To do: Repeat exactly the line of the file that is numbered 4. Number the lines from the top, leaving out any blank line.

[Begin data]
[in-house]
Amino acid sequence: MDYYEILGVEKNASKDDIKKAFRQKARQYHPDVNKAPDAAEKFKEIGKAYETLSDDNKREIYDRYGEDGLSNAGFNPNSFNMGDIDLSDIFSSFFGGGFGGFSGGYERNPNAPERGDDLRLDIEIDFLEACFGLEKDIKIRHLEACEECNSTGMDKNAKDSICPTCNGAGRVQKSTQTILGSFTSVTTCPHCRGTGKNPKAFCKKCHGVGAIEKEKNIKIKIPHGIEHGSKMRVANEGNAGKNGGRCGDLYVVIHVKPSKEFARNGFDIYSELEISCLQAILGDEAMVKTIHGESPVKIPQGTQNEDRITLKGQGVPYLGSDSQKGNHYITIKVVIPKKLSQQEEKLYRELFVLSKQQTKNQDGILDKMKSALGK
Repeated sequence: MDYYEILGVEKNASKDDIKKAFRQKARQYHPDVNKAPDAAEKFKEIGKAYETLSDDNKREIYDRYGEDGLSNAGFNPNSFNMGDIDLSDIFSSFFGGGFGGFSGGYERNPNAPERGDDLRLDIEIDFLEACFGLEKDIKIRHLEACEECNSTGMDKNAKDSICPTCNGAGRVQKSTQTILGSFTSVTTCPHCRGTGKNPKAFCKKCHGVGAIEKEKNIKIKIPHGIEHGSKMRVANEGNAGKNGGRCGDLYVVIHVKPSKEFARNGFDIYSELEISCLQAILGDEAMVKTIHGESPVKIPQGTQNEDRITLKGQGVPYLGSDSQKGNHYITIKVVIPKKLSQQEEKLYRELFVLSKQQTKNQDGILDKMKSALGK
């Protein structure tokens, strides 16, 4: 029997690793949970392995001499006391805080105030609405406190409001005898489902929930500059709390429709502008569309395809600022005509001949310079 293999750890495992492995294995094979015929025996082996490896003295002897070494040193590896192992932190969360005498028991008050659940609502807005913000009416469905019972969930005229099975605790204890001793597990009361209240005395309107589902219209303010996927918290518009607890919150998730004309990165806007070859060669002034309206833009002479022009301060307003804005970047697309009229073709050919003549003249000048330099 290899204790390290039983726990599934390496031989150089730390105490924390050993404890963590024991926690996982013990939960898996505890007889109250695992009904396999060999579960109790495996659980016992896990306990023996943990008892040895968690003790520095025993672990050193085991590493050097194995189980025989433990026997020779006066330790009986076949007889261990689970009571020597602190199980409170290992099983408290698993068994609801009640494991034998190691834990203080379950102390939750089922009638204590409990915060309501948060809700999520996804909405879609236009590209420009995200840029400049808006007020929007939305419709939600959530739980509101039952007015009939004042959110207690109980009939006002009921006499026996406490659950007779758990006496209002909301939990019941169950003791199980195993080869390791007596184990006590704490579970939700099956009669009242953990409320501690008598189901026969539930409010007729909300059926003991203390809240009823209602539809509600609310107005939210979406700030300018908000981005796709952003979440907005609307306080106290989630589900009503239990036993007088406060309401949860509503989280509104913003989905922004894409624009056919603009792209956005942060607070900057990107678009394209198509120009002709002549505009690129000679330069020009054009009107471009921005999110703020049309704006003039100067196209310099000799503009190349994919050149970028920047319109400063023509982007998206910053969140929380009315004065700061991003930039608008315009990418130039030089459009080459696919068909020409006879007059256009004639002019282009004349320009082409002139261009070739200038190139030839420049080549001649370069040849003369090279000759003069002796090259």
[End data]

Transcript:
């Protein structure tokens, strides 16, 4: 029997690793949970392995001499006391805080105030609405406190409001005898489902929930500059709390429709502008569309395809600022005509001949310079 293999750890495992492995294995094979015929025996082996490896003295002897070494040193590896192992932190969360005498028991008050659940609502807005913000009416469905019972969930005229099975605790204890001793597990009361209240005395309107589902219209303010996927918290518009607890919150998730004309990165806007070859060669002034309206833009002479022009301060307003804005970047697309009229073709050919003549003249000048330099 290899204790390290039983726990599934390496031989150089730390105490924390050993404890963590024991926690996982013990939960898996505890007889109250695992009904396999060999579960109790495996659980016992896990306990023996943990008892040895968690003790520095025993672990050193085991590493050097194995189980025989433990026997020779006066330790009986076949007889261990689970009571020597602190199980409170290992099983408290698993068994609801009640494991034998190691834990203080379950102390939750089922009638204590409990915060309501948060809700999520996804909405879609236009590209420009995200840029400049808006007020929007939305419709939600959530739980509101039952007015009939004042959110207690109980009939006002009921006499026996406490659950007779758990006496209002909301939990019941169950003791199980195993080869390791007596184990006590704490579970939700099956009669009242953990409320501690008598189901026969539930409010007729909300059926003991203390809240009823209602539809509600609310107005939210979406700030300018908000981005796709952003979440907005609307306080106290989630589900009503239990036993007088406060309401949860509503989280509104913003989905922004894409624009056919603009792209956005942060607070900057990107678009394209198509120009002709002549505009690129000679330069020009054009009107471009921005999110703020049309704006003039100067196209310099000799503009190349994919050149970028920047319109400063023509982007998206910053969140929380009315004065700061991003930039608008315009990418130039030089459009080459696919068909020409006879007059256009004639002019282009004349320009082409002139261009070739200038190139030839420049080549001649370069040849003369090279000759003069002796090259």